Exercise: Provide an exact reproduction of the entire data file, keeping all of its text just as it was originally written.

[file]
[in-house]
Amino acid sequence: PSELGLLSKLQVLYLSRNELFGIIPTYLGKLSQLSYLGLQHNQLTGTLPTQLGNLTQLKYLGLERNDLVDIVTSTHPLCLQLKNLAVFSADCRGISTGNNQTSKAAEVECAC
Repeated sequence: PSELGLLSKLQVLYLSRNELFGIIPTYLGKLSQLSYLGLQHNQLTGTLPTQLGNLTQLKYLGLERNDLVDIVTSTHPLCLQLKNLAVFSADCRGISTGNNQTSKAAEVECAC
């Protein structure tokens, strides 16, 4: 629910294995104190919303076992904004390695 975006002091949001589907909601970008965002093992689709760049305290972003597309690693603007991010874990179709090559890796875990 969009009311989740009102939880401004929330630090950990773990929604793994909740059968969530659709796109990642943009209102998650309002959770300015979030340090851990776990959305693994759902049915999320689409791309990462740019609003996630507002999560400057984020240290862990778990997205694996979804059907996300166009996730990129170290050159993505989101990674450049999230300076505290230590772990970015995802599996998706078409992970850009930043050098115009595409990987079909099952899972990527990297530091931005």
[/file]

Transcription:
[in-house]
Amino acid sequence: PSELGLLSKLQVLYLSRNELFGIIPTYLGKLSQLSYLGLQHNQLTGTLPTQLGNLTQLKYLGLERNDLVDIVTSTHPLCLQLKNLAVFSADCRGISTGNNQTSKAAEVECAC
Repeated sequence: PSELGLLSKLQVLYLSRNELFGIIPTYLGKLSQLSYLGLQHNQLTGTLPTQLGNLTQLKYLGLERNDLVDIVTSTHPLCLQLKNLAVFSADCRGISTGNNQTSKAAEVECAC
């Protein structure tokens, strides 16, 4: 629910294995104190919303076992904004390695 975006002091949001589907909601970008965002093992689709760049305290972003597309690693603007991010874990179709090559890796875990 969009009311989740009102939880401004929330630090950990773990929604793994909740059968969530659709796109990642943009209102998650309002959770300015979030340090851990776990959305693994759902049915999320689409791309990462740019609003996630507002999560400057984020240290862990778990997205694996979804059907996300166009996730990129170290050159993505989101990674450049999230300076505290230590772990970015995802599996998706078409992970850009930043050098115009595409990987079909099952899972990527990297530091931005």